Numsa strike: Day 3

Union members are demanding a 12 percent wage hike across the board and R1,000 housing allowance.

Numsa members in Cape Town take part in a march marking the start of a national strike on 1 July 2014. Picture: EWN

CAPE TOWN - Members of the National Union of Metalworkers of South Africa (Numsa) are currently protesting at a boat manufacturing company in Cape Town.

The metalworkers union entered its third day of demonstrations with workers demanding better pay from more than 10,000 companies.

Workers also want a 12 percent wage hike across the board, a R1,000 housing allowance increase and the scrapping of labour brokers.

As a result, hundreds of union members are standing outside the Robertson and Caine factory in Paarden Island.

The building was closed down as a precaution as police keep a watchful-eye on protesters.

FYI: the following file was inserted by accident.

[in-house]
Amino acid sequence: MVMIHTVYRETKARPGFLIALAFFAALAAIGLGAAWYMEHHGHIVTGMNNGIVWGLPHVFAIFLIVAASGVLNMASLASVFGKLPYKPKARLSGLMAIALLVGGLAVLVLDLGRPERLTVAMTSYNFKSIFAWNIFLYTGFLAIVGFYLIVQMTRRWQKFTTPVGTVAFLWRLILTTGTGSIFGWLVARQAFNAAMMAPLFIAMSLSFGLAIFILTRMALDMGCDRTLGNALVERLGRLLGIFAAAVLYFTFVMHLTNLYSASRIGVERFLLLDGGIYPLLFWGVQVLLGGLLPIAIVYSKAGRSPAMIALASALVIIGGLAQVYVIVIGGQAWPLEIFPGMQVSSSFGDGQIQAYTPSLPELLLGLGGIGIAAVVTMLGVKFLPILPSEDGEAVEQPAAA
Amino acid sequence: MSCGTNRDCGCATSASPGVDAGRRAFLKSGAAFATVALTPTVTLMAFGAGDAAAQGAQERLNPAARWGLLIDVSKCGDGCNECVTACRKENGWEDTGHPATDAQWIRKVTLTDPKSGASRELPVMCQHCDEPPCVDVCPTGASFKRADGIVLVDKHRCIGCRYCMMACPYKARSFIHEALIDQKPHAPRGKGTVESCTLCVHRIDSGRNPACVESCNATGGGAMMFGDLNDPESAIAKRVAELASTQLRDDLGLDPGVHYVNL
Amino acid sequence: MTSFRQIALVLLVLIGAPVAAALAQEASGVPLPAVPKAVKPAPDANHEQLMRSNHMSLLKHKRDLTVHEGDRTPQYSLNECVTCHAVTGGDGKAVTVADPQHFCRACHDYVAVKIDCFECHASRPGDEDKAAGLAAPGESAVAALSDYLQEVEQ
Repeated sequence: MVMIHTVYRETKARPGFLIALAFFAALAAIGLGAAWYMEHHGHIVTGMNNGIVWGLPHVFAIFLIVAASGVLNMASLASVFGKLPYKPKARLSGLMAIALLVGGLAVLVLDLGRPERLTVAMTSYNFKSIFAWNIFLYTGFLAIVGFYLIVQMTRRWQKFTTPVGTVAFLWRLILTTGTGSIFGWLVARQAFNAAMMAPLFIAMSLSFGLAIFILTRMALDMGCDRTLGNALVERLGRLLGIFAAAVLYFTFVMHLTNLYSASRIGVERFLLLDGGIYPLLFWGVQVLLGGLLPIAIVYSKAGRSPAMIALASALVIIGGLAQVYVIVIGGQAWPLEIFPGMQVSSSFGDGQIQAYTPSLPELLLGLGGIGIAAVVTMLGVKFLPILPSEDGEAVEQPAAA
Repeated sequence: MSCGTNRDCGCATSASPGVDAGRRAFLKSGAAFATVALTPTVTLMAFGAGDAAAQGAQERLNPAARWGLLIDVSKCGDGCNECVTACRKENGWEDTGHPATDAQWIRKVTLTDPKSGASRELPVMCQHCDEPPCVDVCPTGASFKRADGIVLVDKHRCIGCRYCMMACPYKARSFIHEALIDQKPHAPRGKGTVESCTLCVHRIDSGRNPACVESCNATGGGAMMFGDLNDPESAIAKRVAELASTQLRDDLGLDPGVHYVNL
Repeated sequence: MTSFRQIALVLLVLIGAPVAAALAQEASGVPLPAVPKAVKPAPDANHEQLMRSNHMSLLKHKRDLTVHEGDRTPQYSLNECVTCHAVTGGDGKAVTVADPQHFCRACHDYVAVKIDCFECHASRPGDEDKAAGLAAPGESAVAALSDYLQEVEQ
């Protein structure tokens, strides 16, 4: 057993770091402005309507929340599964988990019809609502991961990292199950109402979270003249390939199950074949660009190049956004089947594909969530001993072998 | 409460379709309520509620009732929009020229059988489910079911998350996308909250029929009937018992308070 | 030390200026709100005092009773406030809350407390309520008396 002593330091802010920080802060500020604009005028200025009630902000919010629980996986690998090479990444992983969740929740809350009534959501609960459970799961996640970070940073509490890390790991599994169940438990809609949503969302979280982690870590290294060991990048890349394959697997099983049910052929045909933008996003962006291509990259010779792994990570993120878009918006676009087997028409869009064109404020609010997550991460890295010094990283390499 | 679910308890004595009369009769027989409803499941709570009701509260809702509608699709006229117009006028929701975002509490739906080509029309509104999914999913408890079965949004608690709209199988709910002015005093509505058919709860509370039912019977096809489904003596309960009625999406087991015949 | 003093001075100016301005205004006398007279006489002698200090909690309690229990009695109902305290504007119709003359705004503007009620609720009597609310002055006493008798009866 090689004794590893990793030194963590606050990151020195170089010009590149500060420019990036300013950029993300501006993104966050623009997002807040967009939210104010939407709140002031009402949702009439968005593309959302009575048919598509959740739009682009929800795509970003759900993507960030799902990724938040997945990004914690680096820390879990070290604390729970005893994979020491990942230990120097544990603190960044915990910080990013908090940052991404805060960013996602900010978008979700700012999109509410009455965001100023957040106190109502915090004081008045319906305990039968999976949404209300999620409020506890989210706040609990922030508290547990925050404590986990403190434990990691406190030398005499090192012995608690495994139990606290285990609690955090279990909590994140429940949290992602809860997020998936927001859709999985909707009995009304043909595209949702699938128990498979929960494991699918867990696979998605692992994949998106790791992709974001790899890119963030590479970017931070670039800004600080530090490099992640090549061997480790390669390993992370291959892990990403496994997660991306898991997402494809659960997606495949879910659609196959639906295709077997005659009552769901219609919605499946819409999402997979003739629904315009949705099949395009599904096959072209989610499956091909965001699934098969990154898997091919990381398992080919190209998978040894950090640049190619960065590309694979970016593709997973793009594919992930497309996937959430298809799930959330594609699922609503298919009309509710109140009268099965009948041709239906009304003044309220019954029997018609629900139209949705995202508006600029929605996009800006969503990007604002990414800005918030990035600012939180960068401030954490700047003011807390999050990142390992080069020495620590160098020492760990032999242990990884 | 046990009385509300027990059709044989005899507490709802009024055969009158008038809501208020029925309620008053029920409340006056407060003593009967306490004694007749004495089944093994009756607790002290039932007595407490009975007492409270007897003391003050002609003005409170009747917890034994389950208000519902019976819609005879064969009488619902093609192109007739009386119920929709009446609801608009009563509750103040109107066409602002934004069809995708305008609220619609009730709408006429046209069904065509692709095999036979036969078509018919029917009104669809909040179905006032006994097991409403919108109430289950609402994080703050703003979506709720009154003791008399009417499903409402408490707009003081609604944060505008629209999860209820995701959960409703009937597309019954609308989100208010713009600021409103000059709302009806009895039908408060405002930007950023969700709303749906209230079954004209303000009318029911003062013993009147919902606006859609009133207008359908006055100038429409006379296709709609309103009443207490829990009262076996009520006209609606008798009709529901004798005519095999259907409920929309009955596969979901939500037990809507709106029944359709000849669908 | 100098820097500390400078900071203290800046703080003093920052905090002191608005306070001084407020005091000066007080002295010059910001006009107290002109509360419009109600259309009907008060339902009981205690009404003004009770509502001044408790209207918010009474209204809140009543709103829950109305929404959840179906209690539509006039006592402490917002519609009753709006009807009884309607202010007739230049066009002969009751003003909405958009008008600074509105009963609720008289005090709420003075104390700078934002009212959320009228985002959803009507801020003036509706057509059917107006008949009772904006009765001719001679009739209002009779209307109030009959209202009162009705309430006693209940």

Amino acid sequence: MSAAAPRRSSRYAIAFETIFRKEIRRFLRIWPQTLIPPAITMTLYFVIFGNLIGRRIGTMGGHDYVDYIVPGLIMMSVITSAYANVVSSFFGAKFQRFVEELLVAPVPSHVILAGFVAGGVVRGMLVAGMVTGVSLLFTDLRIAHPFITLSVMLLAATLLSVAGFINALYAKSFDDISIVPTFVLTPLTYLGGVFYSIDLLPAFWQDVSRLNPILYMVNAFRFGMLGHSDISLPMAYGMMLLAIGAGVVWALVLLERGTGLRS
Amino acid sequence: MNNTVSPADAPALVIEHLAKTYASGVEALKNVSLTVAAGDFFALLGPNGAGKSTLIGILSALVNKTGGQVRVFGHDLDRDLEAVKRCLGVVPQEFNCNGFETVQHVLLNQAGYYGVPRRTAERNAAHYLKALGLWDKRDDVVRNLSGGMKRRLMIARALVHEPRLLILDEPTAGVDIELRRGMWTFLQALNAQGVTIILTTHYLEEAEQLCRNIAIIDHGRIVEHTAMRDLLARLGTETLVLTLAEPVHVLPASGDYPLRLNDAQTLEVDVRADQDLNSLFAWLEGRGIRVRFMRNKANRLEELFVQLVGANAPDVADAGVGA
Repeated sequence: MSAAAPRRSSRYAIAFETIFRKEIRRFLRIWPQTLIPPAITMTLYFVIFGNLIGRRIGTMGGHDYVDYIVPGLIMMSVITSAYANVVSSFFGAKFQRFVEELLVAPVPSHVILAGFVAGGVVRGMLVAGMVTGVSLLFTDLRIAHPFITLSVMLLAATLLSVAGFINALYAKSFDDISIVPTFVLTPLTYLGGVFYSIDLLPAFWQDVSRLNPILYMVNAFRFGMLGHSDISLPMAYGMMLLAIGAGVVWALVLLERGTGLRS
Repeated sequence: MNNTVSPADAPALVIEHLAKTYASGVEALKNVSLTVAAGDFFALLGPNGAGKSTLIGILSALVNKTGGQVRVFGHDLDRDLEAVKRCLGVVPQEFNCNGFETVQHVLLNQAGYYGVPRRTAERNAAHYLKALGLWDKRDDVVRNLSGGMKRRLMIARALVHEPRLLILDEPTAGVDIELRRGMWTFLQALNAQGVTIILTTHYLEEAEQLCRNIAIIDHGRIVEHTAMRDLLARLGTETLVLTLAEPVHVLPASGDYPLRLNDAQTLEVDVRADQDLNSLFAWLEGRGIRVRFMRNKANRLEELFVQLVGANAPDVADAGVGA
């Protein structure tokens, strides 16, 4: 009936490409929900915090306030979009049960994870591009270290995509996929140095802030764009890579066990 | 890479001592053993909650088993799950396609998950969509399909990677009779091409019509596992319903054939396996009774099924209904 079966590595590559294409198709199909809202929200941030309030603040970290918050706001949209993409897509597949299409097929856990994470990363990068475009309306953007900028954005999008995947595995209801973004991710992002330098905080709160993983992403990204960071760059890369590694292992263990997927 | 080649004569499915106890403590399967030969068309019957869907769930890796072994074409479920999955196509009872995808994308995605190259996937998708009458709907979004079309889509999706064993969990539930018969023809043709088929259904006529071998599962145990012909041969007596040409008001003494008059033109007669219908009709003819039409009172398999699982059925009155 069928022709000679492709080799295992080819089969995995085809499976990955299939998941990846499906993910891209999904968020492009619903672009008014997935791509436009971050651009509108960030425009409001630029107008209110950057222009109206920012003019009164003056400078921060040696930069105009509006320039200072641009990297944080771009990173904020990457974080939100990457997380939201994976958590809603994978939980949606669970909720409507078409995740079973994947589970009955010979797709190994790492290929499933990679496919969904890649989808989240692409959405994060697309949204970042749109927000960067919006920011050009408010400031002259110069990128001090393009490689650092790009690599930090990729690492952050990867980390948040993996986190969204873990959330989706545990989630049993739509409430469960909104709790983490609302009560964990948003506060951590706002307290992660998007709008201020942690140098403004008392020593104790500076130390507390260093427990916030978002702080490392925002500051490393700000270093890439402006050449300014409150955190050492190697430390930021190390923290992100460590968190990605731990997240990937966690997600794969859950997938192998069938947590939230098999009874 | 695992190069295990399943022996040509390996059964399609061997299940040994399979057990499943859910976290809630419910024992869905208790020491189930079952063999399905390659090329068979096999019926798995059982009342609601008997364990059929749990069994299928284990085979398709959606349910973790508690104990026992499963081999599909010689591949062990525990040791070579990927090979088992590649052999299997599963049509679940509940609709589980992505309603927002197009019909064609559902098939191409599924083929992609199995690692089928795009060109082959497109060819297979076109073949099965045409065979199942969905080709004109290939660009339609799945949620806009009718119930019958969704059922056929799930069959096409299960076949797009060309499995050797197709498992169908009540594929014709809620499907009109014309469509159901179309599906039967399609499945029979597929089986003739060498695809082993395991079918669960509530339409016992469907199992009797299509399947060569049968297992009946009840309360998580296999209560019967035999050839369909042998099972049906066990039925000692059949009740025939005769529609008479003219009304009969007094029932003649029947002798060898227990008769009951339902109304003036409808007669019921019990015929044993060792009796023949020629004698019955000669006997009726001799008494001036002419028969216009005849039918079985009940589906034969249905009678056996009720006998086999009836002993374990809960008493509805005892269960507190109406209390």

They say they deserve the wage increase the metalworkers union are demanding.

The demonstration follows a protest march which started on Tuesday.

Meanwhile, striking union members are also taking their grievances onto the streets of George.

Numsa secretary Vuyo Lufele says the striking members will hand the Department of Labour and employers offices memorandums of the union's demands.

ESKOM'S OPERATIONS COMPROMISED

Finance Minister Nhlanhla Nene said he is concerned about the impact the union could have on Eskom's operations.

Numsa delivered a memorandum of demands to Eskom officials on Wednesday following a two-hour picket outside the utility's headquarters in Sunninghill.

Eskom was granted a court interdict preventing its essential services employees from taking part in the strike, which they have.

Nene said the government won't intervene in the labour dispute.

Numsa slammed Eskom by saying economists and employers in the metals and automotive sectors cannot blame its members for a deteriorating economy.

Numsa has given Eskom until Friday to respond to its demands.

If the industrial action continues for long, the economy could record a second quarter of negative growth, which would result in a recession.